Effects of dopamine antagonists injected through vortex veins on intraocular pressure

J Ocul Pharmacol. 1989 Winter;5(4):281-91. doi: 10.1089/jop.1989.5.281.


In order to avoid the factors of the corneal barrier and tearing washout on absorption of eye drops, dopamine and antagonists were injected into rabbit eyeballs through vortex veins. Many dopamine antagonists, such as haloperidol, moperone, metoclopramide, trifluperidol, lenperone, and fluoropipamide, lowered the intraocular pressure (IOP), whereas a few of them, such as chlofluperol and trifluoperazine, raised the IOP. Furthermore, it was found that dopamine agonists also could either increase or decrease the IOP. The ocular hypertensive effect of dopamine was blocked by haloperidol as expected. However, when the hypotension-inducing dopamine agonist, bromocriptine, and antagonist, haloperidol, were combined, the IOP remained unchanged. It was concluded that dopamine agonists and antagonists act at different sites and changes in IOP resulted from a combined summary of these complex effects. As a result, dopamine agonists and antagonists, while they may both lower the IOP when given alone, can antagonize each other through different sites and produce no net change in IOP.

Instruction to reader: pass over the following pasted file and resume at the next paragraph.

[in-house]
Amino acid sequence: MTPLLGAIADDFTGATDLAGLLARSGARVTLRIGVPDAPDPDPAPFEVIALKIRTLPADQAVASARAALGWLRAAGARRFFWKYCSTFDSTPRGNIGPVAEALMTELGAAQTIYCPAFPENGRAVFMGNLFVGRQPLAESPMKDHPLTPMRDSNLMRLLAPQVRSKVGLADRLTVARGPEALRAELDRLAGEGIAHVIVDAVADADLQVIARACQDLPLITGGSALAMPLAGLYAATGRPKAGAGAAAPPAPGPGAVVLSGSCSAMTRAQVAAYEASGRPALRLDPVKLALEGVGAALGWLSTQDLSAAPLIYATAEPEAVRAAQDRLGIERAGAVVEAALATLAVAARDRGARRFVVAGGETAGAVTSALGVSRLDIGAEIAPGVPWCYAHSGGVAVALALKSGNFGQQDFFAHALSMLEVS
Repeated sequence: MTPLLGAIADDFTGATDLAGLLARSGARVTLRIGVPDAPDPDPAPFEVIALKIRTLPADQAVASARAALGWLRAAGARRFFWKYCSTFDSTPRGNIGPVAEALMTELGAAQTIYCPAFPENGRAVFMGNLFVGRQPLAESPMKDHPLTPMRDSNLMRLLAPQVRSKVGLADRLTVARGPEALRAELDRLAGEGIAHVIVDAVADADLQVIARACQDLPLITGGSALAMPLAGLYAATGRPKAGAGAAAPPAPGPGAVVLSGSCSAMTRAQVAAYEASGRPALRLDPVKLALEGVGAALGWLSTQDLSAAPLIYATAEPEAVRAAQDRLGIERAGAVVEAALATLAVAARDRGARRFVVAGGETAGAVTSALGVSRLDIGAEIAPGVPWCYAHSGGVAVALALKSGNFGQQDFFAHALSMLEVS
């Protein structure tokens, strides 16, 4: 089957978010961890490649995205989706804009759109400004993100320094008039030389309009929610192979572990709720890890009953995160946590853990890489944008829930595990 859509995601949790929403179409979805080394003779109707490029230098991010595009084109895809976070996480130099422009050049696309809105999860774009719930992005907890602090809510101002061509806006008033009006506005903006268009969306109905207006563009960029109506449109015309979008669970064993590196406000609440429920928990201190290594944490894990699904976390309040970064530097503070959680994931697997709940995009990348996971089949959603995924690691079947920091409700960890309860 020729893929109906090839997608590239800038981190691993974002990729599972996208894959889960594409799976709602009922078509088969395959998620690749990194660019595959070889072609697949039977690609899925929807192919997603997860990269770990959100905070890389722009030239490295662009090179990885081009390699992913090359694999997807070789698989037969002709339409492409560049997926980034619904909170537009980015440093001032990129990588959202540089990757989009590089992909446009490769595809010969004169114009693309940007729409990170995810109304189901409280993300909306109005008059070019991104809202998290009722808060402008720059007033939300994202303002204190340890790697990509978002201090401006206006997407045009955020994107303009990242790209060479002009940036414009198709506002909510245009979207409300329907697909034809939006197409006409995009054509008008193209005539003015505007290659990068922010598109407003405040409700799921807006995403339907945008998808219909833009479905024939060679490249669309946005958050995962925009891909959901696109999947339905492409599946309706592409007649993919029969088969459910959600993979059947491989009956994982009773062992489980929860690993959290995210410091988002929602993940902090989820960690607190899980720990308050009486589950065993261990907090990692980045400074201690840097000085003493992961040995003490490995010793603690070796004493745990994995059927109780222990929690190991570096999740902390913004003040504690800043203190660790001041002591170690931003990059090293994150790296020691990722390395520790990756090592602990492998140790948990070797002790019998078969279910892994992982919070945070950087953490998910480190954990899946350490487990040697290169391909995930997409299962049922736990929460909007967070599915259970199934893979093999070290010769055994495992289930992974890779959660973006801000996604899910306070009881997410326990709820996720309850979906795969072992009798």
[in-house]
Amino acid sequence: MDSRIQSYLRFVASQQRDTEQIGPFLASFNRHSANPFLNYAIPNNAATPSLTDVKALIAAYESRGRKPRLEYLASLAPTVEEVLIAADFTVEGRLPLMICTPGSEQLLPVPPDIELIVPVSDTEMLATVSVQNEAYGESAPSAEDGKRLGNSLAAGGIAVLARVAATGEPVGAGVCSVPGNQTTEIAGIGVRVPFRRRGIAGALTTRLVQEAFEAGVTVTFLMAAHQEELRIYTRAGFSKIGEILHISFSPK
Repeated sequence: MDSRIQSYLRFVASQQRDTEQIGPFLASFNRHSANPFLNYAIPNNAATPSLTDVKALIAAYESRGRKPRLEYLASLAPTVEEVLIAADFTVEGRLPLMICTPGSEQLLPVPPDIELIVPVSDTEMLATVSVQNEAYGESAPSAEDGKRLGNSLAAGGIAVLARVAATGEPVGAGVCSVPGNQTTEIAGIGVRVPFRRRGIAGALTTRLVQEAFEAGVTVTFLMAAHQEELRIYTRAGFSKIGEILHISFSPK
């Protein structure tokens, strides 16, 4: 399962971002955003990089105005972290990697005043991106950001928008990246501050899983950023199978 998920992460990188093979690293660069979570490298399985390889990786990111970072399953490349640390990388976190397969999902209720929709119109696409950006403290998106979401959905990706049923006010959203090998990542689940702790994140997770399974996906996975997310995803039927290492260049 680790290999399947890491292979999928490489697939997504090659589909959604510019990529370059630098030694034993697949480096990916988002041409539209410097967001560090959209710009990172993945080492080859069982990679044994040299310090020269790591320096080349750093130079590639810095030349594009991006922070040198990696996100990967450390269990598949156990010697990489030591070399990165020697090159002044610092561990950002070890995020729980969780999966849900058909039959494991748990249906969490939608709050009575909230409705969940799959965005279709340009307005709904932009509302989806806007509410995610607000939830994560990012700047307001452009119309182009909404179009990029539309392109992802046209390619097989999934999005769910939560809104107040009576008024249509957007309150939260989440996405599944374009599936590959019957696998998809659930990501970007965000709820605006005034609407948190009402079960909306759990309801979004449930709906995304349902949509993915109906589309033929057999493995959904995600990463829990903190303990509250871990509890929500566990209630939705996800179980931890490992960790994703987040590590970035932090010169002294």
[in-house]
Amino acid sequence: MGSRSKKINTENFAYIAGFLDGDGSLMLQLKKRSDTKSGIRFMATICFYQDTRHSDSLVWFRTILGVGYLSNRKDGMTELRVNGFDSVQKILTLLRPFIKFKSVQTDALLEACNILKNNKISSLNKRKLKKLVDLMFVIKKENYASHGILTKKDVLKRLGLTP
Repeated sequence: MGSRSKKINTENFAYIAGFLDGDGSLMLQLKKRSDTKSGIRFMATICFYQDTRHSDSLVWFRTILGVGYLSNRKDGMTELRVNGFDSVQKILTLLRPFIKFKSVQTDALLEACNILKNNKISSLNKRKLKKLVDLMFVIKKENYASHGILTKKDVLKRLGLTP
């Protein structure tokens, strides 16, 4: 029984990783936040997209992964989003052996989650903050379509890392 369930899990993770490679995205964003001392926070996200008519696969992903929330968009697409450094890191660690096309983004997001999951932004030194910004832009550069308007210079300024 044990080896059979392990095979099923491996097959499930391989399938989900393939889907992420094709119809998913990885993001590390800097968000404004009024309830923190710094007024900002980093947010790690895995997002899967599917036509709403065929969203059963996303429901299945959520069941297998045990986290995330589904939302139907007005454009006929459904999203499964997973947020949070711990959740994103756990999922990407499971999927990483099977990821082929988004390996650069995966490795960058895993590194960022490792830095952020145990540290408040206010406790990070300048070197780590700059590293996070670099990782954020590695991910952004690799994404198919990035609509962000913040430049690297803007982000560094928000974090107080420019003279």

MeSH terms

  • Animals
  • Dopamine Agents / administration & dosage
  • Dopamine Agents / pharmacology
  • Dopamine Antagonists*
  • Eye / blood supply
  • Injections, Intravenous
  • Intraocular Pressure / drug effects*
  • Rabbits
  • Veins


  • Dopamine Agents
  • Dopamine Antagonists